Recreation: Visitor numbers to Gross Reservoir are significant. The disruption of recreation activities due to construction, years of blasting, tree removal, and traffic interruptions will be huge. The loss of scenic areas, the drowning of Forsythe Falls, and closures to boating, fishing, hiking, picnicking and other visitor activities have not been addressed.
Water quality; Since Gross is a bottom discharge dam, excessively cold temperature water is likely to be discharged into South Boulder Creek exceeding State of Colorado water quality standards.
NEPA Environmental Impact Statement (EIS): The stated purpose and need statement is flawed. The Environmental Impact Statement is so narrow that it precludes all alternatives other than the expansion of Gross Reservoir plus additional trans-basin diversions from the Upper Colorado Basin.
Lack of Sustainability: 48% of Denver Water’s total retail treated water is used by single-family homes. The average single-family residential customer uses 50 percent of their water for lawn irrigation use. This totals roughly 60,000 acre-feet annually. That’s 333% the volume of water that the Moffat Collection System would potentially yield.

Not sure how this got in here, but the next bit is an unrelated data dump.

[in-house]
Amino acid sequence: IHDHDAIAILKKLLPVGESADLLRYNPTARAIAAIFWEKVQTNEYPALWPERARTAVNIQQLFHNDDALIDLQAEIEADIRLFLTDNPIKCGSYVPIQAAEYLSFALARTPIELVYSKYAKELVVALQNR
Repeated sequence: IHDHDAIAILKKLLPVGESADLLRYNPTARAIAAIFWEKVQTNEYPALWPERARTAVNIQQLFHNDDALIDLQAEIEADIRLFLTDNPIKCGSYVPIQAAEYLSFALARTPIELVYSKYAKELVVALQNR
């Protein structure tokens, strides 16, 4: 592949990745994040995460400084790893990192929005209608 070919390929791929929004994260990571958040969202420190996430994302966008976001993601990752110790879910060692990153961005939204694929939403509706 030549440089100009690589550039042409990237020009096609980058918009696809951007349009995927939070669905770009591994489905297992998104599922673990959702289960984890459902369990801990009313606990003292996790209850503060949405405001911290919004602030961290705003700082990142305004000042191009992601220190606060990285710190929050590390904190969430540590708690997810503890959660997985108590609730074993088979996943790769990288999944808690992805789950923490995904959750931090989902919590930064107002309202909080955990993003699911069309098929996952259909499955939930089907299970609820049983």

Climate Change: The EIS fails to adequately address climate change impacts; The runoff reductions for the Colorado River in particular are expected to be on the order of 10-30% by the year 2050. There will be limited to no water available to supply Gross Reservoir.
Status of the Project
The project is still awaiting a permit decision from Federal Energy Regulatory Commission (FERC) to proceed with the design and construction project.
Due to public engagement the Boulder County Commissioners decided to oppose the overall project.
A final ruling should be provided by FERC sometime around October, 2018.
Denver Water expects to start construction in October, 2018.
TEG is expected to continue to fight the project is the FERC permit is approved.
When speaking on the project in general: